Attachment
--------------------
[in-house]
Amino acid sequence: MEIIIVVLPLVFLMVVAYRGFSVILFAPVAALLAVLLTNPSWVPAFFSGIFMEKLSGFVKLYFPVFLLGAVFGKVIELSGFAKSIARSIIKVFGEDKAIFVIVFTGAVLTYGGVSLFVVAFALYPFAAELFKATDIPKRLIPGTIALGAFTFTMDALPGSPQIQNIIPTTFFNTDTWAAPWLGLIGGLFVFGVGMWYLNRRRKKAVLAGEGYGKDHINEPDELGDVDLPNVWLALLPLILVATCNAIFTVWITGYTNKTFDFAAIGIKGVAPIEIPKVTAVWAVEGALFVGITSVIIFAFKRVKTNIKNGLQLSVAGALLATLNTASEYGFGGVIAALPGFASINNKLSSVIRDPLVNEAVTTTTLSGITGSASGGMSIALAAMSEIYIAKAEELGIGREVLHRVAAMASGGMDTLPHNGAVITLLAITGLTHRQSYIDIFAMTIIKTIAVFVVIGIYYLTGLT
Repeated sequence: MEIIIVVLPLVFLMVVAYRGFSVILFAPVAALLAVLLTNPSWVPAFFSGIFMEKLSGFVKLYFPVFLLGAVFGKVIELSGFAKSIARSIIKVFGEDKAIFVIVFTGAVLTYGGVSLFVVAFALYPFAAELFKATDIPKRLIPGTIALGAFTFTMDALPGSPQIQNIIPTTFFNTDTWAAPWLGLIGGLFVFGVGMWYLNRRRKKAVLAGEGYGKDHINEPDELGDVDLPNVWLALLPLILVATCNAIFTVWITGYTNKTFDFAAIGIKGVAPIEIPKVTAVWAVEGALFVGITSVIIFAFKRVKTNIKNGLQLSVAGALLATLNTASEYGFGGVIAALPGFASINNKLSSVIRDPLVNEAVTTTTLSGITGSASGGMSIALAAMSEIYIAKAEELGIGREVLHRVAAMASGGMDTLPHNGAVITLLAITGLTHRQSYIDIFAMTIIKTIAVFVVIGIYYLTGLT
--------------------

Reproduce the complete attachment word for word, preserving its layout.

[in-house]
Amino acid sequence: MEIIIVVLPLVFLMVVAYRGFSVILFAPVAALLAVLLTNPSWVPAFFSGIFMEKLSGFVKLYFPVFLLGAVFGKVIELSGFAKSIARSIIKVFGEDKAIFVIVFTGAVLTYGGVSLFVVAFALYPFAAELFKATDIPKRLIPGTIALGAFTFTMDALPGSPQIQNIIPTTFFNTDTWAAPWLGLIGGLFVFGVGMWYLNRRRKKAVLAGEGYGKDHINEPDELGDVDLPNVWLALLPLILVATCNAIFTVWITGYTNKTFDFAAIGIKGVAPIEIPKVTAVWAVEGALFVGITSVIIFAFKRVKTNIKNGLQLSVAGALLATLNTASEYGFGGVIAALPGFASINNKLSSVIRDPLVNEAVTTTTLSGITGSASGGMSIALAAMSEIYIAKAEELGIGREVLHRVAAMASGGMDTLPHNGAVITLLAITGLTHRQSYIDIFAMTIIKTIAVFVVIGIYYLTGLT
Repeated sequence: MEIIIVVLPLVFLMVVAYRGFSVILFAPVAALLAVLLTNPSWVPAFFSGIFMEKLSGFVKLYFPVFLLGAVFGKVIELSGFAKSIARSIIKVFGEDKAIFVIVFTGAVLTYGGVSLFVVAFALYPFAAELFKATDIPKRLIPGTIALGAFTFTMDALPGSPQIQNIIPTTFFNTDTWAAPWLGLIGGLFVFGVGMWYLNRRRKKAVLAGEGYGKDHINEPDELGDVDLPNVWLALLPLILVATCNAIFTVWITGYTNKTFDFAAIGIKGVAPIEIPKVTAVWAVEGALFVGITSVIIFAFKRVKTNIKNGLQLSVAGALLATLNTASEYGFGGVIAALPGFASINNKLSSVIRDPLVNEAVTTTTLSGITGSASGGMSIALAAMSEIYIAKAEELGIGREVLHRVAAMASGGMDTLPHNGAVITLLAITGLTHRQSYIDIFAMTIIKTIAVFVVIGIYYLTGLT